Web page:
State and federal inspectors reportedly visited the mine the week before the flooding and noted the water, which they attributed in the DEP report on the accident to natural aquifers. Unlike the situation in a union mine, where inspectors would have been accompanied by worker-elected mine-safety reps who might well have insisted on asking workers their opinion about conditions, the state inspectors reportedly did not hear any complaints about mining conditions. Union miners might well have insisted that test drilling precede mining in any border area as potentially dangerous as the approaching Saxman mine.
Advance drilling is a much more reliable method for establishing mine borders than mapping. It provides physical evidence onsite in real time, not historic evidence subject to bureaucratic incompetence or worse. Union miners at Saxman had been trained not to mine up-slope because of the flooding problems in the area. Quecreek miners were mining up-slope directly toward a large mine that available hydrological studies had shown was full of millions of gallons of water. The company had a drill machine, but it was not onsite.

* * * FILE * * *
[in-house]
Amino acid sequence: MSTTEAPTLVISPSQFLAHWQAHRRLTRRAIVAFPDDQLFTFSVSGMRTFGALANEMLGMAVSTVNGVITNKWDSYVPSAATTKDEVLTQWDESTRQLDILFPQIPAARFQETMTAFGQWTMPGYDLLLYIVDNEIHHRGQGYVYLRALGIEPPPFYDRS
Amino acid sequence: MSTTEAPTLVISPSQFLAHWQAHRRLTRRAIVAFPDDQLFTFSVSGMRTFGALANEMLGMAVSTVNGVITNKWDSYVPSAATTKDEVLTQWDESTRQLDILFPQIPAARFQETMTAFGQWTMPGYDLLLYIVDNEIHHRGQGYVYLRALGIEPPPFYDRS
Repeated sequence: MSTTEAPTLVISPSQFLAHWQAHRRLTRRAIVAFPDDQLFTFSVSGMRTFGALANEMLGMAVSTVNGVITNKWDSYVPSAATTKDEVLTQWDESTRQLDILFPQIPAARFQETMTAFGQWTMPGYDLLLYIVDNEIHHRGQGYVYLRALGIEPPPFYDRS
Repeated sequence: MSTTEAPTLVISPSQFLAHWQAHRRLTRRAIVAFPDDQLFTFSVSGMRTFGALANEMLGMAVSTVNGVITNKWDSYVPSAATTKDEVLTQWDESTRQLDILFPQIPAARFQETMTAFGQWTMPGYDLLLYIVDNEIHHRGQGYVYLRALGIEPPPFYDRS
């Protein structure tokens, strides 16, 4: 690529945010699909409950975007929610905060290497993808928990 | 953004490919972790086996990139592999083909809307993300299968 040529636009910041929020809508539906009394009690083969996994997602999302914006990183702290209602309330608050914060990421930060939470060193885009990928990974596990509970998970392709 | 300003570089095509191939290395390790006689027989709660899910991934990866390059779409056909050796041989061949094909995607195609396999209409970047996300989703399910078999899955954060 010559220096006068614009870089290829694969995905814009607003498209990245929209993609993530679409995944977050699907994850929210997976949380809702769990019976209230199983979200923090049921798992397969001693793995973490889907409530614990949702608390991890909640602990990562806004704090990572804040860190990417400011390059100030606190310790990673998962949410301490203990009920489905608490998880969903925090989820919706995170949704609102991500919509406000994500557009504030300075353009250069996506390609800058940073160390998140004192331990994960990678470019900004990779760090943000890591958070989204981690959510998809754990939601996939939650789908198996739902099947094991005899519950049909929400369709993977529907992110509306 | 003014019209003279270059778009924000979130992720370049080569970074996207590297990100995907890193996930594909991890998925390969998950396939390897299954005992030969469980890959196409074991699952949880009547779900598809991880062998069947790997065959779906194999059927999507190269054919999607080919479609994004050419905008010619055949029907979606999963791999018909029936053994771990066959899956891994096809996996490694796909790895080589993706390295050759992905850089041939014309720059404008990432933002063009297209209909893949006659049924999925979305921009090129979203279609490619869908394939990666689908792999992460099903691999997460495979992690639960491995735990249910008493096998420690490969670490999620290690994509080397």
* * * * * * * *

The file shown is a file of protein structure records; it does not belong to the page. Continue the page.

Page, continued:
The ultimate act of political cynicism was reserved for President Bush, who made a choreographed whistle-stop visit to the rescued miners on his way to a million-dollar campaign fundraiser in Pittsburgh. While his Administration has cut black lung benefits as well as funding and employees from the federal Mine Safety and Health Administration, he came to “celebrate life, the value of life and…the spirit of America.” Unwittingly, one paragraph of Bush’s remarks actually came close to defining the central issue: “They understood that they needed to rely upon each other, rely upon the strength of each. They huddled to keep warm; they said prayers to keep their spirits up. They understood they needed to tie together to fight the underground current. It was their determination to stick together and to comfort each other that really defines kind of a new spirit that’s prevalent in our country, that when one of us suffers, all of us suffer; that in order to succeed, we’ve got to be united.”
United? How about the United Mine Workers of America? How about “an injury to one is an injury to all”? If Quecreek had been union, workers might have been more candid about company responsibility immediately after the rescue, when some of them supported management’s claim of normal mining conditions. If the union had been recognized, the workers could have refused to continue advancing–without fear for their jobs–as they saw conditions worsening.